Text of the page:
Better Classroom Observations: How to Break Down a Door

classroom observations

In the beginning of my career I had some pretty rough classroom observations. I can talk about them because I’ve since moved on and  nobody will get their feelings hurt.

Classroom visit:
The head of department visited my classroom for the first 8 minutes of my lesson. In the debrief later that week, he said “It looked ok. I didn’t really see any evidence of differentiation though.” When I asked how I would differentiate in the first 8 minutes of a lesson, he wasn’t really sure.

Classroom visit:
Two deputies came into my room with a video camera and pressed record. They filmed me teaching, the students and the students’ books for about 15 minutes. Then they left. 5 years, later, I still haven’t seen that video and have no idea what the purpose of it was.

Classroom visit:
The Principal wanted to decide whether to renew my contract for the following year. So, with 3 weeks to go in the school year, he visited my classroom to make his judgement. He decided it was “ok” and I could stay on.

After these classroom visits, I only wanted to do one thing.

safe door.jpgClassroom door, Locked down.

Needless to say, each of these classroom visits left me feeling worse than before it took place. They all occurred in the first 3 years of my teaching career. They very nearly ended my teaching career.

Then I moved schools.

There I met a giant of a man, both figuratively and literally. He was in charge of “Teacher Development and Performance” and asked if he could visit my class. He came in for the full lesson, took plenty of notes and then left, with a debrief already organised for the next day.

In the debrief he said the lesson was GREAT! He listed a multitude of things I’d done well. He couldn’t have been more complimentary. When he asked me how I thought the lesson went, I listed the things I could have done better. He asked me how I could have done them better and I told him. He said that was great reflective practise and sent me out of his office ready to conquer the world.

It was here I saw the value in the positive classroom visit. And my classroom door…


Grey-welcome-mat-with-written-welcome-sign-on-itCome on in.

The Problem I Have With Most Models of Observation

Thankfully, everyone agrees that classroom visits shouldn’t look like those I experienced in my first 3 years of teaching. But…

So many classroom observational models start with this assumption:

“There is something wrong with your teaching. Through observation we can help you fix it.”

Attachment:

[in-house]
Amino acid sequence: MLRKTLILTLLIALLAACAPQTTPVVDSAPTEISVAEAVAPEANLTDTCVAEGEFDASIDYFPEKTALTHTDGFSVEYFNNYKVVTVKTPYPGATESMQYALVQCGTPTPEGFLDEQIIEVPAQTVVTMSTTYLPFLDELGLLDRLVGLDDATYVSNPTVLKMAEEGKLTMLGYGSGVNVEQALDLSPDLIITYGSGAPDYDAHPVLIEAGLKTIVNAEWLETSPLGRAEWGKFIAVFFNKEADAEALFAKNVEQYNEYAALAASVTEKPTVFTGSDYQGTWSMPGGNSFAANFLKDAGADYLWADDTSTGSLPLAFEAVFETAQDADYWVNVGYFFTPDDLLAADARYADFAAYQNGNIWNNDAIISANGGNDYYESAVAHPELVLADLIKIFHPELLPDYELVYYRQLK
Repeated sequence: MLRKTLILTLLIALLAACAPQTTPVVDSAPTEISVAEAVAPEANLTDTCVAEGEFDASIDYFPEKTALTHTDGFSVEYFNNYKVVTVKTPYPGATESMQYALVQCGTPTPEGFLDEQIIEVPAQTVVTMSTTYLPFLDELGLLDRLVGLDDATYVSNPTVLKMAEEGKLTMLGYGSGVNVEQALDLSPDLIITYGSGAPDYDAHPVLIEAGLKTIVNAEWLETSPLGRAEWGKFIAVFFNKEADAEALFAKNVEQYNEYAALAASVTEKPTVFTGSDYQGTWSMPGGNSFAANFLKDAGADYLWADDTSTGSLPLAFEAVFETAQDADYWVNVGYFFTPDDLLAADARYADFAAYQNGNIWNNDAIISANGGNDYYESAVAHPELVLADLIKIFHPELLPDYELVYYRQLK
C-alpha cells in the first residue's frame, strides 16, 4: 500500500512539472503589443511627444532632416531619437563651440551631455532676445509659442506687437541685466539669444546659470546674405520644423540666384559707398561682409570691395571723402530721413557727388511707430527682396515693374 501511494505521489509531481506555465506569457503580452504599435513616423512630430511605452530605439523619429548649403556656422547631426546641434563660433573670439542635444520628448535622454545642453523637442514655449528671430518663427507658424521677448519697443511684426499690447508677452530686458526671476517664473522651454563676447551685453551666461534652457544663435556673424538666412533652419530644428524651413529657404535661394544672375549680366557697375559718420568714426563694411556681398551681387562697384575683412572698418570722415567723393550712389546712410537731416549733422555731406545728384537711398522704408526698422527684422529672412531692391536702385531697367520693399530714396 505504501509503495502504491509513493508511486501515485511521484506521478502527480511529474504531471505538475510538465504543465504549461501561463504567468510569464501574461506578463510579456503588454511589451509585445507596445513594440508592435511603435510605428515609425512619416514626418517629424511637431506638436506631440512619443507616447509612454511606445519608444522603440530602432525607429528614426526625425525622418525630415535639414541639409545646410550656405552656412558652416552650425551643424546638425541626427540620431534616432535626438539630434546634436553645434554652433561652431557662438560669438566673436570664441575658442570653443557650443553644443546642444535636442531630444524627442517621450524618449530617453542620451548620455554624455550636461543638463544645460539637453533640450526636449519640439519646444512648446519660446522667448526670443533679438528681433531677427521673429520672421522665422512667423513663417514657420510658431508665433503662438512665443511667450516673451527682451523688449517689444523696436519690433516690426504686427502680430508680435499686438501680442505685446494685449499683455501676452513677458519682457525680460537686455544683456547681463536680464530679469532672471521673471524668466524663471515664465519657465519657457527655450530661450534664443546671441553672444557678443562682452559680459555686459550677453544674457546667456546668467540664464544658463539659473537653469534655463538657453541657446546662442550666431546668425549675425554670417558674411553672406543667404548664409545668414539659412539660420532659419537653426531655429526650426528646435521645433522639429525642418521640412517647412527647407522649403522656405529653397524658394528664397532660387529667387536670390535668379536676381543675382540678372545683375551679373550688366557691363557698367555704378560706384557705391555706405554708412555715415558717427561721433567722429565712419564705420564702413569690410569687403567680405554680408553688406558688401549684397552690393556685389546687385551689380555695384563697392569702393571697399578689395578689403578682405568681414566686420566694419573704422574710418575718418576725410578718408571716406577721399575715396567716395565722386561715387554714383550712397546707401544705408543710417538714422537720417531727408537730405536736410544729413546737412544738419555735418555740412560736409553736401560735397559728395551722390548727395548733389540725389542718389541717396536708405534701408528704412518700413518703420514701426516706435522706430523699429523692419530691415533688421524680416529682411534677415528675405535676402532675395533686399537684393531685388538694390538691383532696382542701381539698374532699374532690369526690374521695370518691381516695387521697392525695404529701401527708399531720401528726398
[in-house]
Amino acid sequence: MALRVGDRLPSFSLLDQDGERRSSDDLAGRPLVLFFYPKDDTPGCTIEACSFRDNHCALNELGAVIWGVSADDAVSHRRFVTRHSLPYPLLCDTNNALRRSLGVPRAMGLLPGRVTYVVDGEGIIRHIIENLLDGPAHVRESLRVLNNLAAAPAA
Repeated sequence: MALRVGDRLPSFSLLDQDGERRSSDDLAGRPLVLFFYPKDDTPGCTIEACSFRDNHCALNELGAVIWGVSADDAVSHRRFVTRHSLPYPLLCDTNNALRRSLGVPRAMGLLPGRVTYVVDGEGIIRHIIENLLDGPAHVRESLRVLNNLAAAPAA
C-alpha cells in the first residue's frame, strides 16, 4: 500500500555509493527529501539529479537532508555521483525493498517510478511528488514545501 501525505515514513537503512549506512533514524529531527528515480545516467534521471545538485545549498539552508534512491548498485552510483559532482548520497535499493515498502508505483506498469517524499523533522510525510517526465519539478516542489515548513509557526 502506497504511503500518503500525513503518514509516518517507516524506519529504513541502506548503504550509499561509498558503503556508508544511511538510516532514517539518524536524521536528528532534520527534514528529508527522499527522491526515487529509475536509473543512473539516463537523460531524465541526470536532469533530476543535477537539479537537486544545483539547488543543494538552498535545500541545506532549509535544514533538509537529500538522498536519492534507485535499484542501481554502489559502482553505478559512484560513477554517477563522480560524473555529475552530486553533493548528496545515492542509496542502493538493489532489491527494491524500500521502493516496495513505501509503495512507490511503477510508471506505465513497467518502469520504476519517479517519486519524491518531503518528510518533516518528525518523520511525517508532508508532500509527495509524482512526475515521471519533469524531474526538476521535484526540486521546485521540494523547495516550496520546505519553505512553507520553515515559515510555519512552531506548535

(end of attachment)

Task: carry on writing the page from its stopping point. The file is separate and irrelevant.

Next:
In “teacher-directed models”, we are kind enough to let the teacher tell us what their deficit is before we walk into their room. This is supposed to make them feel like they own their own professional development.

What then happens is we walk into the class and focus intently upon their deficit, the thing they consider their weakness. Then we’ll offer all sorts of great suggestions for them, based on the entire 60 minutes we were in their classroom!

A Better Way
Instead of starting from the assumption that there’s a deficit, why don’t we start with a different assumption.

“Every teacher in our school does great things in their classrooms. We should visit each others’ classrooms and see those fantastic things in action!”

Imagine, if every teacher in your school was being told, once a week (or fortnight or month, as often as you can), by a visiting teacher, “wow, I really like the way you did that. I’m going to try that in my class”.

The teacher who got visited feels great.
They’ve received a compliment on their teaching and they’re ready to go again. They’ll gladly have another visitor in their classroom any time.

The visiting teacher feels great.
They learned a new skill. They are certain they can adapt it and use it in their own classroom. They’d love to do another classroom visit, maybe they’ll learn something else fantastic.

Now multiply this across your entire school.
Every time a teacher visits another classroom they get another great idea. Without ever mentioning a teacher’s “deficits”, they’ll soon be rid of them anyway. They’ll be exposed to great teaching practice over and over and over again. They can’t help but get better with each visit.

Everyone is having a great time. Visits only ever mean compliments and new ideas. Two of any humans favourite things.

What you’ll soon have are classrooms with open doors.

“Great”, I hear you say. “Now that we’ve tricked them into opening their doors, we can start doing the proper classroom visits. The ones with targeted areas for self-improvement”.

No.

Positive classroom visits aren’t a gateway leading to something better. They ARE the something better.

One comment

  1. I really like your suggestions about classroom observation. It sounds like your first few were rough but I like how you mentioned how effective positive reinforcement is important when it comes to classroom observation. Throughout my life I have learned more from constructive criticism then from people just telling my what I did wrong.

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